By far and away my favourite food to eat, for lunch at least, is hummus. It is such a versatile food which can be used both as a filling or as a dip, and flavoured with no end of different spices and herbs. This hummus recipe may contain rather a lot of olive oil, but it’s still a great healthy snack and a fantastic way of taking on protein.
A food processor is required to easily make hummus, but beyond that it is ridiculously simple and worth-while making. This particular batch of chickpea goodness will be flavoured with cumin, chilli and a small amount of coriander. However, you can include whatever ingredients you like, or, indeed, none at all. In addition to this, one can make a large batch of hummus in around 5 minutes, this will last in the fridge for 3-5 days.
- 1 tin of chickpeas, 410g
- 1 clove of garlic
- 5 tbsp olive oil
- juice of 1 lemon
- salt and pepper
- 1tsp cumin (optional)
- 2 fresh chillies (optional)
- small handful of coriander (optional)
- Simply blend together all of the ingredients, taking care not to utterly destroy the texture of the chickpeas. One may add a little more oil if the hummus is not quite the right texture.
21 replies on “Hummus”
I LOVE HUMMUS!!! 😀 I just made some this afternoon!!! 😀 YUM!
I love your blog! 😀
Thank-you very much! Yours looks rather enticing too!
Great post. I can’t understand why people buy hummus when it’s so cheap to make and tastes better homemade.
I’m afraid I’m usually forced to due to my lack of blender when I go back to university. But if you have one, then it’s stupid to buy it pre-made.
I make a lot of houmous myself. I use a “stick blender” to get the job done. It’s small, inexpensive, easy to clean up.
Give it a look at Amazon. Search for “stick blender”.
Ah, a good idea, I may invest. Thanks.
I have to say it’s a long time since I made houmous. I think it is even better if you soak and cook your own chickpeas.. Still it yours looks nice and fresh.
I’ve got everything on hand except for a lemon… guess my lonely lime in the bottom of my fridge’s produce drawer will have to do! Thanks for this!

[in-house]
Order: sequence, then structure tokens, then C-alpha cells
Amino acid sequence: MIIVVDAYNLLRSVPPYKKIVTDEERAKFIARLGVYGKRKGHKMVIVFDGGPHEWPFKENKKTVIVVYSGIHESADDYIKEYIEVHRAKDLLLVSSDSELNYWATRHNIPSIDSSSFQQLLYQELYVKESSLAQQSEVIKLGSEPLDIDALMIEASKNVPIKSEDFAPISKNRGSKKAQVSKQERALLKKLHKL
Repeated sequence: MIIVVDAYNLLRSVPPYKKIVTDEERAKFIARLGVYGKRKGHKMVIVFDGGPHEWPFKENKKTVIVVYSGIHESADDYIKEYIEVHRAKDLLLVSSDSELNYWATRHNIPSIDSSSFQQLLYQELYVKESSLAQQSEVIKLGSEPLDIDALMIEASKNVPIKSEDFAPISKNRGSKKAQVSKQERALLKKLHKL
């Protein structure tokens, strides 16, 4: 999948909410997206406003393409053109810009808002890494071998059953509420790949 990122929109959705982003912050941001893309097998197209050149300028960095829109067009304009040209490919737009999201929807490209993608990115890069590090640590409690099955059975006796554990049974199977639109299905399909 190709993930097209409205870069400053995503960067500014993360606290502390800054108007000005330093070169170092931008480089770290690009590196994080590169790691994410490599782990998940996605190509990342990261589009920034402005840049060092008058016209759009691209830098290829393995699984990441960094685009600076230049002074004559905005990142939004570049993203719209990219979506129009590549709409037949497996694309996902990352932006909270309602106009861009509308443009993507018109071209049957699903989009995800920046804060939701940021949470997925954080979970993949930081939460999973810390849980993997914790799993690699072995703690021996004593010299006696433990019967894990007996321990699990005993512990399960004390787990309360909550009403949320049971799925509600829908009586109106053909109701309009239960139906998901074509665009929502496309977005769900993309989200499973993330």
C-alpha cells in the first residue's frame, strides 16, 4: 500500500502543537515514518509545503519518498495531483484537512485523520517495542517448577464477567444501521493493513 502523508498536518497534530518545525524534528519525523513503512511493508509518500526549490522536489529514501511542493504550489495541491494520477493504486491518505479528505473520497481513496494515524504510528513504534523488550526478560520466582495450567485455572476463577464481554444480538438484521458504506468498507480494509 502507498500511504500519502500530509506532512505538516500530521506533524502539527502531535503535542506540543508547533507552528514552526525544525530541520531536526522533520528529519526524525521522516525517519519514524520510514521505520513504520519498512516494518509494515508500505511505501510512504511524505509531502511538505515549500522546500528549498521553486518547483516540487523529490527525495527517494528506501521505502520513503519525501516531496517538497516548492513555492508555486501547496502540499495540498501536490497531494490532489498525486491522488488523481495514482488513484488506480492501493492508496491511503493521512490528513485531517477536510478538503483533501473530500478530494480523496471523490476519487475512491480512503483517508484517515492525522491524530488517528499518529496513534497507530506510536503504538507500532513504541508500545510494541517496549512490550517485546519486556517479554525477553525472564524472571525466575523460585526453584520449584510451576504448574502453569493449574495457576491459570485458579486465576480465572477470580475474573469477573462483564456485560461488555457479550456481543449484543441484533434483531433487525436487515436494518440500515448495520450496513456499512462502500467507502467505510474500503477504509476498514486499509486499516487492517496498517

I’m sure it’ll do an admirable job, it’s really just to cut through the other flavours.
[…] though sadly not in person. In my eyes, carrot hummus is preferential to one’s average hummus – there’s just something about roasted carrots that have an edge over chickpeas. Indeed, the […]
Chickpeas and other beans are brilliant for the health of your bowel and colon.
Flatulence when eating high-fibre foods can be a sign that you’re low on enzymes in your gut. Eating hummus with raw vegetables will help (because the enzymes in raw vegetables have not been denatured by cooking), especially if you dress them with cider vinegar or lemon juice.
Haha, Alice! I do like to learn something every day, particularly when it has something to do with flatulence!
Aw, back when you had less than a dozen “likes” 🙂 This is great, but hummus doesn’t affect my bowels…. 😉
Haha – I was only tiny then!
Hummus…just what we need now that summer is really starting to kick in here in Tasmania. Cheers for reminding me that hummus can be a staple food much like bread, wine and cheese…I gave up the bread, the wine and the cheese but hummus is still in my repertoire 😉
Haha! Yes, the perfect mezze perhaps… You gave up the wine?! You gave up the wine?! 😉
Not me…”I” didn’t give up the wine…my traitorous stomach did 🙁
Thanks for this post! Here in the US, we add tahini- a sesame seed paste. I currently can’t eat anything with sesame in it, and was missing hummus. Now I don’t have to!!!!
We usually do here too, but I don’t find that it’s necessary.
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